There is an excellent book about typography by Jan Tschichold, German typographer. Book is called Typographische Gestaltung.

Vitali Komarov, artist
a href=http://www.komarovart.comwww.komarovart.com/a


#114

There is an excellent book about typography by Jan Tschichold, German typographer. Book is called Typographische Gestaltung.

Vitali Komarov, artist
a href=http://www.komarovart.comkomarovart.com/a


#115

It’s great !


#116

Yes, in Safari always the font was pleasant to me, but it is beautiful till the moment when it above 12px, all is more low awful approximately.


#117

Bah! I turn off ClearType in both Windows XP and IE7. Yes, I do use LCD monitors and they are in native resolution. I just prefer crisp-edged text for reading.

P.S. does anybody remember the old Mac System 6 and 7 days when the same letter would render with different stroke widths depending on how it aligned to the grid? I used to call these the blobbies (c.f. jaggies). You’d insert text and the rest of the paragraph would jitter as it moved across the screen.

Remember fonts like Venice and Chicago that were designed specifically for 72-dpi screen and dot-matrix print? (It was an Apple stroke of genius making both the same.) All the angles on the letter shapes were 45. I can only imagine how much fun they must have had converting those from bitmap when TrueType was first introduced.

We’ve come a long way, but the design-for-low-res vs. design-for-hi-res choice won’t disappear. Neither will the problem of readability vs. accurate font metrics.


#118

Well, I am certainly not a designer. But I know that at the beginning, I disliked any and all font smoothing. I just wanted clear edges. Somwhere down the road, I started liking ClearType. Now I can’t go back to a PC without ClearType.

Currently I am fiddling with my wife’s MacBook and I have to say that I just can’t get passed my dislike for the OS X smoothing although I have approached it from different angles. That is definitely one of the main reasons that is keeping me from switching.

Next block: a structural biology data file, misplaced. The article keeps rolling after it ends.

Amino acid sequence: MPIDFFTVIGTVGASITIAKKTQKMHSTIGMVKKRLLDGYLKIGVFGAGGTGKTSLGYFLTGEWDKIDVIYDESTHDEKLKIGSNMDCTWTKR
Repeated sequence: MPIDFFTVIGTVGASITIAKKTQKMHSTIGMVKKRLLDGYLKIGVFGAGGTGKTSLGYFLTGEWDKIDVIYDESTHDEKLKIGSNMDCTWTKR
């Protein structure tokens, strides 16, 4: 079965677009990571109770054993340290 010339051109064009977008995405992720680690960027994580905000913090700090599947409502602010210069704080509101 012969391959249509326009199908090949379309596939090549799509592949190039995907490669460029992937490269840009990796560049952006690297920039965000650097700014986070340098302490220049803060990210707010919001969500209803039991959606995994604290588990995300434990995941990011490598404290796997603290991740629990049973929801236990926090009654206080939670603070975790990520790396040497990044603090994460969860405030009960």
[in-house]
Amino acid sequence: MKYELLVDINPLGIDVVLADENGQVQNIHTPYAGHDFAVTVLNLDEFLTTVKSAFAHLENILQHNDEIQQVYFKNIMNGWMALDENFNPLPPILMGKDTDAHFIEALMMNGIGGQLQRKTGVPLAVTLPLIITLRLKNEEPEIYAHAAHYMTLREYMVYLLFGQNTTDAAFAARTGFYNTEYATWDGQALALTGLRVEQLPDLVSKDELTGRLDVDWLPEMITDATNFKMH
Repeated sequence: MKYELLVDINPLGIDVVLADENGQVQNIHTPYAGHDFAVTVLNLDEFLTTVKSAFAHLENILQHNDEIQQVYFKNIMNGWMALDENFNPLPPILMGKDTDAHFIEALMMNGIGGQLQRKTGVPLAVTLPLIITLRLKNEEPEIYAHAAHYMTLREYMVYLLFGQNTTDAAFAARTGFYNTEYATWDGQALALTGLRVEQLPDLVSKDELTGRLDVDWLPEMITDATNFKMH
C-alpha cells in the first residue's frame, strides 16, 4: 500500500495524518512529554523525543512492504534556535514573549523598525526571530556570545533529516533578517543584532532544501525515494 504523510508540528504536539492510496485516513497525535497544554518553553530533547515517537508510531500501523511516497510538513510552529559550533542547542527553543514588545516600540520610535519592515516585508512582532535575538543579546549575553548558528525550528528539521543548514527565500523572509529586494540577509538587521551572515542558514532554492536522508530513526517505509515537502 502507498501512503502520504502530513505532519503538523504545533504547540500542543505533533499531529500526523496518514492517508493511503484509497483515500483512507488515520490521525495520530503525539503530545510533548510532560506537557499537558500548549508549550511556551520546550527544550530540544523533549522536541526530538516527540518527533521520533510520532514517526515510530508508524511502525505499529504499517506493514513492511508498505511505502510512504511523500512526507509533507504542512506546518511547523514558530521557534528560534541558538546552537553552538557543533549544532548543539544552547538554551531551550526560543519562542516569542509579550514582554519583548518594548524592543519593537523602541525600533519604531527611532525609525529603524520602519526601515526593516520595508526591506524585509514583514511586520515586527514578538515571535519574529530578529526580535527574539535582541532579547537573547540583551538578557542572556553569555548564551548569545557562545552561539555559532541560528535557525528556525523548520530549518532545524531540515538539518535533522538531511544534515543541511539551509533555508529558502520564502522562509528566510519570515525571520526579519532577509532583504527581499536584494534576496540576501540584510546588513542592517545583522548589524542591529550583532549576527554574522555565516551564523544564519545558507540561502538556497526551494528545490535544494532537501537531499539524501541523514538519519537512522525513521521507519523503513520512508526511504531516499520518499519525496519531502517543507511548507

Some strange observations. I am far-sighted. For regular vision, I use glasses that are +5 strong. But I also use reading glasees that are +7.5 strong. These have their clear focus at about 20 inches. And they make every tiny detail sharp and clear at that distance. And guess what, the fonts rendered on the MacBook look quite odd through those. Not so much that I see a blur, but I see all the tiny bits that make that blur possible. One pixel leak here, another one there. When I put my +5 glasees back on, things turn more into a blur BUT, readability increases since the optical system in my brain is probably cancelling the leaking pixels and rendering the font image into a block. In the end, to my eyes through my reading glasses, OS X displays fonts like a cheap ink jet would print them, and ClearType displays fonts like a laser would print them. That’s at least what I can say from my own experience.

Something tells me that everybody has a different resolution to their eyes at the distance they are using their computers and this probably is one of the contributing factors as well in this debate.

At the end, though, I realy wish the choice was left to the user and his/her circumstance.


#119

A follow-up on my post of yesterday.

I did a full reading of the article at antigrain.com (http://www.antigrain.com/research/font_rasterization/index.html) which has been referred to above. Granted that I probably understood only half of it really, there was this argument about Apple’s approach in that article: